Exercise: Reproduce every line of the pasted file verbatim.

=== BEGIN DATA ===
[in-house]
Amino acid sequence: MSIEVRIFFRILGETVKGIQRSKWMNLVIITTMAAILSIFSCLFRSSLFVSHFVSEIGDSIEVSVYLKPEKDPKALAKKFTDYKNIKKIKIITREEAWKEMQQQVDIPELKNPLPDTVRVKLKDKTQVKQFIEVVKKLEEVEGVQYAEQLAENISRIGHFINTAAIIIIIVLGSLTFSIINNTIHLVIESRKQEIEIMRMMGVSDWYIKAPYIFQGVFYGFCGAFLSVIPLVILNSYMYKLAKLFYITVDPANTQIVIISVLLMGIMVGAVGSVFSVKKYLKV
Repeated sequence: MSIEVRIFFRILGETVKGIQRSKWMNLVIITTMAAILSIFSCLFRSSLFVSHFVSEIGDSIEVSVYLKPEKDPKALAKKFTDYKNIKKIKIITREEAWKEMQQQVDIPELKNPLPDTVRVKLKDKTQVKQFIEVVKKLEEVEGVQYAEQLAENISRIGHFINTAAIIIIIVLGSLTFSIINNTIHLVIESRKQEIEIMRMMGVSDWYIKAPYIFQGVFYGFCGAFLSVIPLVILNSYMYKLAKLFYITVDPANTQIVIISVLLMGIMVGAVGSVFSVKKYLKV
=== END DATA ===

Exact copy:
[in-house]
Amino acid sequence: MSIEVRIFFRILGETVKGIQRSKWMNLVIITTMAAILSIFSCLFRSSLFVSHFVSEIGDSIEVSVYLKPEKDPKALAKKFTDYKNIKKIKIITREEAWKEMQQQVDIPELKNPLPDTVRVKLKDKTQVKQFIEVVKKLEEVEGVQYAEQLAENISRIGHFINTAAIIIIIVLGSLTFSIINNTIHLVIESRKQEIEIMRMMGVSDWYIKAPYIFQGVFYGFCGAFLSVIPLVILNSYMYKLAKLFYITVDPANTQIVIISVLLMGIMVGAVGSVFSVKKYLKV
Repeated sequence: MSIEVRIFFRILGETVKGIQRSKWMNLVIITTMAAILSIFSCLFRSSLFVSHFVSEIGDSIEVSVYLKPEKDPKALAKKFTDYKNIKKIKIITREEAWKEMQQQVDIPELKNPLPDTVRVKLKDKTQVKQFIEVVKKLEEVEGVQYAEQLAENISRIGHFINTAAIIIIIVLGSLTFSIINNTIHLVIESRKQEIEIMRMMGVSDWYIKAPYIFQGVFYGFCGAFLSVIPLVILNSYMYKLAKLFYITVDPANTQIVIISVLLMGIMVGAVGSVFSVKKYLKV